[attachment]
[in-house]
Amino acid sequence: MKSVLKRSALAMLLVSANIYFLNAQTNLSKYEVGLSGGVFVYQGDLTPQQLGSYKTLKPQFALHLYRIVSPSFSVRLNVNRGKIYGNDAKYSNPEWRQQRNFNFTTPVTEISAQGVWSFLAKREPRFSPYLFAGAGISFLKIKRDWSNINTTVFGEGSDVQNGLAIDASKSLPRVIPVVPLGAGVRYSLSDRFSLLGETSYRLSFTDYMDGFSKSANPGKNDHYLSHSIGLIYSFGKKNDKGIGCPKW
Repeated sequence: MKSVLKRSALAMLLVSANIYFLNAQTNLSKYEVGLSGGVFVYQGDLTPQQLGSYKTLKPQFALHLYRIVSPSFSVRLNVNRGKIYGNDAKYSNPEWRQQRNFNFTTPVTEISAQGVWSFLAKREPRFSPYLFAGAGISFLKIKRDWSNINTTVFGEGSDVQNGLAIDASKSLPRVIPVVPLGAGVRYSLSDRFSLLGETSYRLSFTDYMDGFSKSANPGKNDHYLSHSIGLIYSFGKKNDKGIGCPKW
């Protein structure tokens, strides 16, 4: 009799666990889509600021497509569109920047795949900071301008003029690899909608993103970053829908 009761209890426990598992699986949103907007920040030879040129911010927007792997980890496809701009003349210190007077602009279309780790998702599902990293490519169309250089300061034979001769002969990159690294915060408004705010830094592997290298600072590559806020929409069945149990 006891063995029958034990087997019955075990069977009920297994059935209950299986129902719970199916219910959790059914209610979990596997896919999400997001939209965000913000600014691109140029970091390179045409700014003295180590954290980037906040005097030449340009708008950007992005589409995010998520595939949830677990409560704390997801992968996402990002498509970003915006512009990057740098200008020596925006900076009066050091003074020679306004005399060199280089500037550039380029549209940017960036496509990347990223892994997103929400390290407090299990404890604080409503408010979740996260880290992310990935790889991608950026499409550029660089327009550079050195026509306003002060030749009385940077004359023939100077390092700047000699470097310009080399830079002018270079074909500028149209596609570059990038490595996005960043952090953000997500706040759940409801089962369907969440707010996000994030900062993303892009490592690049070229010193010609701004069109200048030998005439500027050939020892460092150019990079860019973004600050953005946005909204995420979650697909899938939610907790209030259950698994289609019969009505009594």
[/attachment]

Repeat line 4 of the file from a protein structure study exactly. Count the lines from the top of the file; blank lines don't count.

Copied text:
């Protein structure tokens, strides 16, 4: 009799666990889509600021497509569109920047795949900071301008003029690899909608993103970053829908 009761209890426990598992699986949103907007920040030879040129911010927007792997980890496809701009003349210190007077602009279309780790998702599902990293490519169309250089300061034979001769002969990159690294915060408004705010830094592997290298600072590559806020929409069945149990 006891063995029958034990087997019955075990069977009920297994059935209950299986129902719970199916219910959790059914209610979990596997896919999400997001939209965000913000600014691109140029970091390179045409700014003295180590954290980037906040005097030449340009708008950007992005589409995010998520595939949830677990409560704390997801992968996402990002498509970003915006512009990057740098200008020596925006900076009066050091003074020679306004005399060199280089500037550039380029549209940017960036496509990347990223892994997103929400390290407090299990404890604080409503408010979740996260880290992310990935790889991608950026499409550029660089327009550079050195026509306003002060030749009385940077004359023939100077390092700047000699470097310009080399830079002018270079074909500028149209596609570059990038490595996005960043952090953000997500706040759940409801089962369907969440707010996000994030900062993303892009490592690049070229010193010609701004069109200048030998005439500027050939020892460092150019990079860019973004600050953005946005909204995420979650697909899938939610907790209030259950698994289609019969009505009594």